SC8: Tissue engineering beyond medical applications… What’s next?

Written by Gad Sabbatier, Ph.D (Chair), Ashley Clarke (Clerk), and Laura McKiel (Editor)

Tissue engineering principles were defined in 1993 by Langer and Vacanti with a great promise to produce laboratory-made organs, regenerate organs, or repair an organ function for everybody. In 2017, technologies developed with tissue engineering and regenerative medicine principles cure a small number of patients compared to the demand. Due to a long (and largely undefined) regulatory process and revamping standards to fit with this new market, companies work for decades between the proof of concept and the commercialization of a tissue engineered medical devices and spend millions of dollars of investments. In the meantime, academic scientists have gained a lot of expertise and knowledge towards refining this learning process and developing a wide range of principles, techniques, methods, materials, proof of concepts and possible applications in tissue engineering and regenerative medicine.

During this session, we imagined ourselves in a start up company trying to commercialize a tissue engineered product, developing short term products and considering the expertise required to finance longer-term products. Two focus questions included:

  • What else we can do with tissue engineering principles to avoid or decrease time of regulatory pathway?
  • What’s coming next to tissue engineering?


How tissue engineering and regenerative medicine can help the food industry

Cultured meat is the most popular example in the media for the past few years. It consists of highly proliferative progenitor cells that differentiate into myocytes. The first cultured beef burger was produced by Dr. Mark Post group from Maastricht University and eaten in London in 2013. Many start-up companies have since started to culture fish, chicken meat, duck or pork meat. Of course, cultured meat needs optimization and scale-up to decrease the cost, but is estimated to be commercialized in a decade at a reasonable price. Lab-grown meat solves many agricultural issues such as the large greenhouse gas emissions of farming and water needed for livestock. This application will potentially require lighter regulation processes compared to tissue engineered medical products, but to date this still remains unclear. Read more about this topic here.


Figure 1: An overview of the process of making tissue engineered meat. Source: Z. F. Bhat and H. Bhat. Journal of Stored Products and Postharvest Research, 2011, vol. 2, no. 1, pp. 1 – 10.



How tissue engineering and regenerative medicine can be used in the fashion and sports industries

Several researchers are trying to push the boundaries of the fashion industry by producing ivory, leather, silk, or fur using tissue engineering principles. These techniques can be employed to make ethical jewelry or luxury clothes that do not need to kill animals. Another project based on protocell technology envisions self-repairing personalized shoes that can react to pressure, heat, and topography (Figure 2).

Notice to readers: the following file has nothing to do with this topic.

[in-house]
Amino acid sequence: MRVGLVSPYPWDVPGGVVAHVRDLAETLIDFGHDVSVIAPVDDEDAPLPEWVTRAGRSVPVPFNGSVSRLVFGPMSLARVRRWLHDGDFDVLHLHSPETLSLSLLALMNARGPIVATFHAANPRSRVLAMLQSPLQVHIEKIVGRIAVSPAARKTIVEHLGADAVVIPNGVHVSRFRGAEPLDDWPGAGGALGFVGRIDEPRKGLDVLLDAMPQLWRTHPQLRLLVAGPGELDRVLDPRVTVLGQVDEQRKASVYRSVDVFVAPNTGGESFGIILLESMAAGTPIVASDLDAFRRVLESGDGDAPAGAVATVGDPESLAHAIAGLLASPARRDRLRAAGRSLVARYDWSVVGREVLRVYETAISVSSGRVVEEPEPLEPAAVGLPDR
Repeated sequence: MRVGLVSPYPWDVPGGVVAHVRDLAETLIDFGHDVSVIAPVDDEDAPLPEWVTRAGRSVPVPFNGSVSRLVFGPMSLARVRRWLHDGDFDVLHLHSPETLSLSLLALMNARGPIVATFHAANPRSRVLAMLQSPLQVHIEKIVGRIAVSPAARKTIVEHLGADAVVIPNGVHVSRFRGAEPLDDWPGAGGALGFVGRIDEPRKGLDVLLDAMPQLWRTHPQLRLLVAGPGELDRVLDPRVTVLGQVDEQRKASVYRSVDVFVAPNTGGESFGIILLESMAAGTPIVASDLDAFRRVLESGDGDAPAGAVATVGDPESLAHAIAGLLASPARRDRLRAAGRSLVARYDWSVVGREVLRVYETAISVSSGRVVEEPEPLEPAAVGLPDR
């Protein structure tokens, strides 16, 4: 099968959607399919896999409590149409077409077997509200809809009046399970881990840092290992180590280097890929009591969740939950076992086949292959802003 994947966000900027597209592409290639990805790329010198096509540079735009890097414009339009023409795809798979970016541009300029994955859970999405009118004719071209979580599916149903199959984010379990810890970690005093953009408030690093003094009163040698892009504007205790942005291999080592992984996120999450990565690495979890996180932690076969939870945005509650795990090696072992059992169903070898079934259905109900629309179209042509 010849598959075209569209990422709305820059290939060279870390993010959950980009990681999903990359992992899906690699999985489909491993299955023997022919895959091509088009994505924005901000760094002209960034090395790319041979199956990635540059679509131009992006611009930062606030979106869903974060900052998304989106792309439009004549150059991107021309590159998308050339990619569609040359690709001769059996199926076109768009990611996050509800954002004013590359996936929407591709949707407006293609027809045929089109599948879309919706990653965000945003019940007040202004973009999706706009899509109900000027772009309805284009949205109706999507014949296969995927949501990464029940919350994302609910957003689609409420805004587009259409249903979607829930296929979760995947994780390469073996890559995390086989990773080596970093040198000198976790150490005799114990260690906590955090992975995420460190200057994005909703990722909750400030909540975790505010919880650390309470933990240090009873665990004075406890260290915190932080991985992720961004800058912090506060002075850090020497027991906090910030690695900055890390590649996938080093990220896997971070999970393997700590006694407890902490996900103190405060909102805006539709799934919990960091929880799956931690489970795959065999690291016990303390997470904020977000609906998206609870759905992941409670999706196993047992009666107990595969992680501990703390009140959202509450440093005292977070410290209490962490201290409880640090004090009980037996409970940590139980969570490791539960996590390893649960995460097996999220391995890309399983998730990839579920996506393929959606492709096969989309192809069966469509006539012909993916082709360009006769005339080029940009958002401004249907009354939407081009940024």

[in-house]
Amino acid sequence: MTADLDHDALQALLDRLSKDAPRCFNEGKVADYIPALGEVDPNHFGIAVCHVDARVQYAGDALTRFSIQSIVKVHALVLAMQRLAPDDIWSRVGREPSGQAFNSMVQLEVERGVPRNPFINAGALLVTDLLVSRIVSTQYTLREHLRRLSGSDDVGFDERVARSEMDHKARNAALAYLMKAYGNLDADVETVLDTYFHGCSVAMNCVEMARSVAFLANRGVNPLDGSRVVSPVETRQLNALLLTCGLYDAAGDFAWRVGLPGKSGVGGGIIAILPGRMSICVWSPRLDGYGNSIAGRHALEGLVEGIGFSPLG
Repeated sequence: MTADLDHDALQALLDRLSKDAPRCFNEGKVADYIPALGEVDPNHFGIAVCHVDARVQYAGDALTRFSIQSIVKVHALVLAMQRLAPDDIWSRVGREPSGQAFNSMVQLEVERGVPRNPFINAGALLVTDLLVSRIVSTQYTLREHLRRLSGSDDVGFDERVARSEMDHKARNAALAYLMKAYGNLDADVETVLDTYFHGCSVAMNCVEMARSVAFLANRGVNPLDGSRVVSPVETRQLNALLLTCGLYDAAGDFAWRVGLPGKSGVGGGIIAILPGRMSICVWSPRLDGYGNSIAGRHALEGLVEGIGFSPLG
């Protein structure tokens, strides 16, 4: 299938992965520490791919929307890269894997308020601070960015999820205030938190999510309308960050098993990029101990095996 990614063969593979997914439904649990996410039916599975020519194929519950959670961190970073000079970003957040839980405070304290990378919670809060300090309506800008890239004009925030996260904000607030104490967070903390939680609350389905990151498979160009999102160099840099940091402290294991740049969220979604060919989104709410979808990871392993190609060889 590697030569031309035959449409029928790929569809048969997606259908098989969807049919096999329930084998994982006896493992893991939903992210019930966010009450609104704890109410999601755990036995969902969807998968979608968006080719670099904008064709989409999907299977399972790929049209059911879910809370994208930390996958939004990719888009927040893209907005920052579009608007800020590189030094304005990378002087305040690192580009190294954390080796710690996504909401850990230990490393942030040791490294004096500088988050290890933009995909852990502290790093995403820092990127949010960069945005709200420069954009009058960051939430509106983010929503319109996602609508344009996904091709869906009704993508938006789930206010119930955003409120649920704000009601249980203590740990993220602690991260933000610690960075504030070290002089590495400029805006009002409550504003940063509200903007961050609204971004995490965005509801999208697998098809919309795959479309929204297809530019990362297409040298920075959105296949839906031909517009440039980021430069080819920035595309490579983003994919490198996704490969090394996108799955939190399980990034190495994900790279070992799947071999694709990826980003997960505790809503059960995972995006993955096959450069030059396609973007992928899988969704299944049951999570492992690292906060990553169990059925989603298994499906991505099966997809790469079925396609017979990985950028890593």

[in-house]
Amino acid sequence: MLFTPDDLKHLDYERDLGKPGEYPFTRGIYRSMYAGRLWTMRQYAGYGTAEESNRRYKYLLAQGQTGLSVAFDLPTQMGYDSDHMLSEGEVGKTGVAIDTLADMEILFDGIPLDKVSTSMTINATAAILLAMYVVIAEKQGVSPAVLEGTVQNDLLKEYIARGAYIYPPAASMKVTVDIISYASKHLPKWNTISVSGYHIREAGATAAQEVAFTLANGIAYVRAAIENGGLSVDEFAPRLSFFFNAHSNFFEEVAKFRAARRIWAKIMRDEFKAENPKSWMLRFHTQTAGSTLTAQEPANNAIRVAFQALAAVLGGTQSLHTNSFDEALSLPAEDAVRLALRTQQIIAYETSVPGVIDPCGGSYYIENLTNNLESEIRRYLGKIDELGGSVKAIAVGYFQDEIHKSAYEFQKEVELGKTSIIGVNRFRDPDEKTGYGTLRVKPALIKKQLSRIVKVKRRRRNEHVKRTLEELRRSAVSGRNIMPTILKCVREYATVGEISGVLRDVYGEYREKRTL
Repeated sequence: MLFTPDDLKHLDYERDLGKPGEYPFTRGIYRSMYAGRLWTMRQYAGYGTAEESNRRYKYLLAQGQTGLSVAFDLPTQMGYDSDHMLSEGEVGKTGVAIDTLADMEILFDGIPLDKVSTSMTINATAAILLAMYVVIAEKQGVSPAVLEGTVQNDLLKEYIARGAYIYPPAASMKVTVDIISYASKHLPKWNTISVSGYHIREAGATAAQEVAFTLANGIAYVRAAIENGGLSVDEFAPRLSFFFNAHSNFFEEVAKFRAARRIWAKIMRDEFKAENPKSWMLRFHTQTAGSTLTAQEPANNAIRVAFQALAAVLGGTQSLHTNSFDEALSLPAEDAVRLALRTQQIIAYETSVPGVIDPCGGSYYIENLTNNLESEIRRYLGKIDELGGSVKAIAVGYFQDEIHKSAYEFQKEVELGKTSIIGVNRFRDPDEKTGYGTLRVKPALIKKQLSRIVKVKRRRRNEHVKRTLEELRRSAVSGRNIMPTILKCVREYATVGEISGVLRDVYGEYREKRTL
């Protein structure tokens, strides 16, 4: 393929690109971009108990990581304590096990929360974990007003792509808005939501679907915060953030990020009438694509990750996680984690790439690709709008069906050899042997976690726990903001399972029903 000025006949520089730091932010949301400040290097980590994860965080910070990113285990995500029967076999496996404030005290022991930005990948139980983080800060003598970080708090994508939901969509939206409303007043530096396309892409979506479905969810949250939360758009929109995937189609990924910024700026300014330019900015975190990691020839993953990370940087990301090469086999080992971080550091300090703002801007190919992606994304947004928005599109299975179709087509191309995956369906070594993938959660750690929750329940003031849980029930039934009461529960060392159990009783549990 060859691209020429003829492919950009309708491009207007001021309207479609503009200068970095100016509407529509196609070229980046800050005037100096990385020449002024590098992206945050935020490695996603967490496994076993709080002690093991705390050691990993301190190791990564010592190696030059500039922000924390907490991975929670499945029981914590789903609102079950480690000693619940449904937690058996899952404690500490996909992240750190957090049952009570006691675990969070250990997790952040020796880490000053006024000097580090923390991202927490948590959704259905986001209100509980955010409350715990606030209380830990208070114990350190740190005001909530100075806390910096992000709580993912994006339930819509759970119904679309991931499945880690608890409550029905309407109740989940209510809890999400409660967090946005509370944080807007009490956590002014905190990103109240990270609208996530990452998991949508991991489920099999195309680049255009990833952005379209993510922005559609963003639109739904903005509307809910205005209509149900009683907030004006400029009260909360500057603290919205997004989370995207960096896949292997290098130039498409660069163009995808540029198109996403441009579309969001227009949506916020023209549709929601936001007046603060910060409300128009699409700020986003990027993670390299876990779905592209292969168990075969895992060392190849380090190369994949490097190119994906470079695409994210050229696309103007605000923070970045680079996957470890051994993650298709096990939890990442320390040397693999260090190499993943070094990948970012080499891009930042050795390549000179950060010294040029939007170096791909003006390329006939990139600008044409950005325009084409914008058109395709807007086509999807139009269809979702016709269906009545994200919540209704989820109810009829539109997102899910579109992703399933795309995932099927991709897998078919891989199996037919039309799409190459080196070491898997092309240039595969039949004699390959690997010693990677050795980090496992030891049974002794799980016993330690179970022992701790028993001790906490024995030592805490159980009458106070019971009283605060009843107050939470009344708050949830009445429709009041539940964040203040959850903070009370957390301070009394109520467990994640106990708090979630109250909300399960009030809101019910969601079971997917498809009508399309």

Figure 2: Concept of protocell shoes. Source:


How tissue engineering and regenerative medicine can be applied to robotics

Many scientists are interested in bridging the gap between humans and robots by building bio-bots from living human tissues. Engineers from the University of Illinois made a walking robot with skeletal muscle cells on a 3D printed polymeric matrix that can be stimulated electrically to move (Figure 3).


Figure 3: The walking bio-bot. Source:

During the science club, we discussed the problem of fabricating a vascularized artificial skin for robots. Living skin on a robot would require the presence of blood vessels and artificial blood (blood/ biofluid supply system) with oxygen and nutrients, in addition to finding a means to distribute stem cells to replace apoptotic skin or blood cells. We also thought about a way to stimulate skin growing on orthopedics or exoskeletons by grafting peptides onto metal, to promote migration and adhesion of epithelial cells.


How tissue engineering and regenerative medicine can help the aerospace industry

Finally, we discussed how organs may evolve on Mars. Recently, NASA performed study to understand DNA changes due to durations in space. The DNA of twin astronauts Scott and Mark Kelly were compared after one brother had been in the International Space Station (ISS) for one year while the other stayed on earth. After the trip to space, the twins no longer had identical genetic code, proving that the environment in the ISS affects DNA. We imagined a series of experiments to study the development of organs in space or on Mars using stem or mature cells in a bioreactor that reproduces the Mars environmental conditions. Also, we wondered how non-Earth environments will affect the bodies and genetics of future generations of humans after colonization


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